The groupings ofon the undersides of leaves may also be quite attractive. These sori are often creamy white in their unripe state and change colour to become brown when they are mature. Different species possess conspicuously coloured spore capsules; for example, aureum. This fern is known for its round, golden yellow clusters of spores. Black stripes made up of lines of spores create interesting contrasts on white and green striped fronds as formed by many species of ribbon fern ( ). In the case of cretica “Albolineata” these parts of the plant are like graphic works of art. The spores themselves are black, brown, grey or yellow, but even ferns with green spores are known, for example Platycerium wallichii.
Ferns do not form flowers and seed but they still manage to reproduce. Reproduction proceeds through two completely separate phases termed ‘alternating generations’. During the non-sexual phase, spores are formed on the undersides of the fern fronds. The spores germinate and produce a prothallus which, in turn, forms male and female sexual organs on its underside, which then begin a sexual phase. Provided conditions are favourable, this is the phase when fertilization takes place and a new fern plant is created.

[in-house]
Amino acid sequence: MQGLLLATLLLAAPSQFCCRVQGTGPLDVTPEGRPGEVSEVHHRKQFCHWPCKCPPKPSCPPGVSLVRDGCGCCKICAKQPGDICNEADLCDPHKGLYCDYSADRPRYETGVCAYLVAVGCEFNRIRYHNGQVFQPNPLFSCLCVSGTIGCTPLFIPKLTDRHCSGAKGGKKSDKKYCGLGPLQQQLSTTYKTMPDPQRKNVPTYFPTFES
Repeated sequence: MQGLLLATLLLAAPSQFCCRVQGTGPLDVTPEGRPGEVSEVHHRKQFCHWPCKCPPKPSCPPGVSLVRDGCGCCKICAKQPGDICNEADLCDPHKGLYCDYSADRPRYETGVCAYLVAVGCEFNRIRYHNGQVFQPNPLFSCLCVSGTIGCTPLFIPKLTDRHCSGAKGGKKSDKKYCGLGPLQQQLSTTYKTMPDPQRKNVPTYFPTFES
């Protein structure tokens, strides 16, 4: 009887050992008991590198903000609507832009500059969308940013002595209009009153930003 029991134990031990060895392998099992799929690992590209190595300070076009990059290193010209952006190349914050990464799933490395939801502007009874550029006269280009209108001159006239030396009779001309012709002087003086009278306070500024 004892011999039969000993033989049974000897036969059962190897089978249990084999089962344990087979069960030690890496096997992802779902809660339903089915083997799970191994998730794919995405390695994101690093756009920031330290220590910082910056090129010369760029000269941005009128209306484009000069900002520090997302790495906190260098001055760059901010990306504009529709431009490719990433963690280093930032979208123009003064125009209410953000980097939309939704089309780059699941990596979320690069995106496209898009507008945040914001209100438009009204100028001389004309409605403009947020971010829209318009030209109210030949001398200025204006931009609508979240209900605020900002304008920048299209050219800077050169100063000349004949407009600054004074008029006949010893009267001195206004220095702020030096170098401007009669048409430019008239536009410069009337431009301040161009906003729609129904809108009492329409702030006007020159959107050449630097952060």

How ferns became fashionable
There is evidence from as early as the first half of the seventeenth century that ferns were being cultivated in Europe. The tropical ferns often grown today were mostly introduced to Europe from the end of the eighteenth to the middle of the nineteenth century. They were often transported in a special glass box called a Wardian case, invented by a British doctor named Nathaniel Ward. This sealed glass tank can be seen as the forerunner of theand various indoor glass display cases.
Glass cases and enclosed plant picture windows were very popular in the second half of the nineteenth century and enabled the successful cultivation of ferns, orchids and other tropical plants. In keeping with the prevailing fashion of the time, large, elaborately decorated containers were constructed to grace the salons of the wealthy middle and upper classes. In our present-day small flats and houses with their restricted space, we mostly have to manage without such an ideal “home” for our tropical fern species.